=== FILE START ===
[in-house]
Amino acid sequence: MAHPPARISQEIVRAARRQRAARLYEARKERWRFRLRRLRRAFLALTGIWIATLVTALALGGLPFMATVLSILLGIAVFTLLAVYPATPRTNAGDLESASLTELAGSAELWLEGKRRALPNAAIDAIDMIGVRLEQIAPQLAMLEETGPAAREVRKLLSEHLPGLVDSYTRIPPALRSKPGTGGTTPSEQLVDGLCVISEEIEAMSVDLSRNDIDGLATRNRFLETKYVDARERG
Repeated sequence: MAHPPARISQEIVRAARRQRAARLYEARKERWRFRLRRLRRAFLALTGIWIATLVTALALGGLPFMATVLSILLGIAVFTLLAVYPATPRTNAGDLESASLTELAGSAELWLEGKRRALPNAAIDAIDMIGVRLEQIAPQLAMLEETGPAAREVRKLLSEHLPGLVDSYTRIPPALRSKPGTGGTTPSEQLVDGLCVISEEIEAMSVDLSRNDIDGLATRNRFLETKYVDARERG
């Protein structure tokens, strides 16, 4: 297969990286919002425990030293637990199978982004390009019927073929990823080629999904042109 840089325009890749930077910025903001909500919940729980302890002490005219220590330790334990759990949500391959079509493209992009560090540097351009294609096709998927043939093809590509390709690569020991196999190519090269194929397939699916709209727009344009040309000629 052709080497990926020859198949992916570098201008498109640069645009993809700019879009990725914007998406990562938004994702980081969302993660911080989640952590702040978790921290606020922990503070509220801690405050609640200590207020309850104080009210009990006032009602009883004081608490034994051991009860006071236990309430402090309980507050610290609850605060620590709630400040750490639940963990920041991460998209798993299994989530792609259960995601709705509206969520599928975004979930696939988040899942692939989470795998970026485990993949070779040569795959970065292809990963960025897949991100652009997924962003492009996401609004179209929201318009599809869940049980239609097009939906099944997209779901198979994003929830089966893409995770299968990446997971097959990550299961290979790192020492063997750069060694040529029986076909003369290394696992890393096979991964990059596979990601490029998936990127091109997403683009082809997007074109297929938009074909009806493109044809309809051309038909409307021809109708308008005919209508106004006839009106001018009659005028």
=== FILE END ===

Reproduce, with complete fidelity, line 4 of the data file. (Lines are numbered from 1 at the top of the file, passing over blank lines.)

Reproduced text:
């Protein structure tokens, strides 16, 4: 297969990286919002425990030293637990199978982004390009019927073929990823080629999904042109 840089325009890749930077910025903001909500919940729980302890002490005219220590330790334990759990949500391959079509493209992009560090540097351009294609096709998927043939093809590509390709690569020991196999190519090269194929397939699916709209727009344009040309000629 052709080497990926020859198949992916570098201008498109640069645009993809700019879009990725914007998406990562938004994702980081969302993660911080989640952590702040978790921290606020922990503070509220801690405050609640200590207020309850104080009210009990006032009602009883004081608490034994051991009860006071236990309430402090309980507050610290609850605060620590709630400040750490639940963990920041991460998209798993299994989530792609259960995601709705509206969520599928975004979930696939988040899942692939989470795998970026485990993949070779040569795959970065292809990963960025897949991100652009997924962003492009996401609004179209929201318009599809869940049980239609097009939906099944997209779901198979994003929830089966893409995770299968990446997971097959990550299961290979790192020492063997750069060694040529029986076909003369290394696992890393096979991964990059596979990601490029998936990127091109997403683009082809997007074109297929938009074909009806493109044809309809051309038909409307021809109708308008005919209508106004006839009106001018009659005028």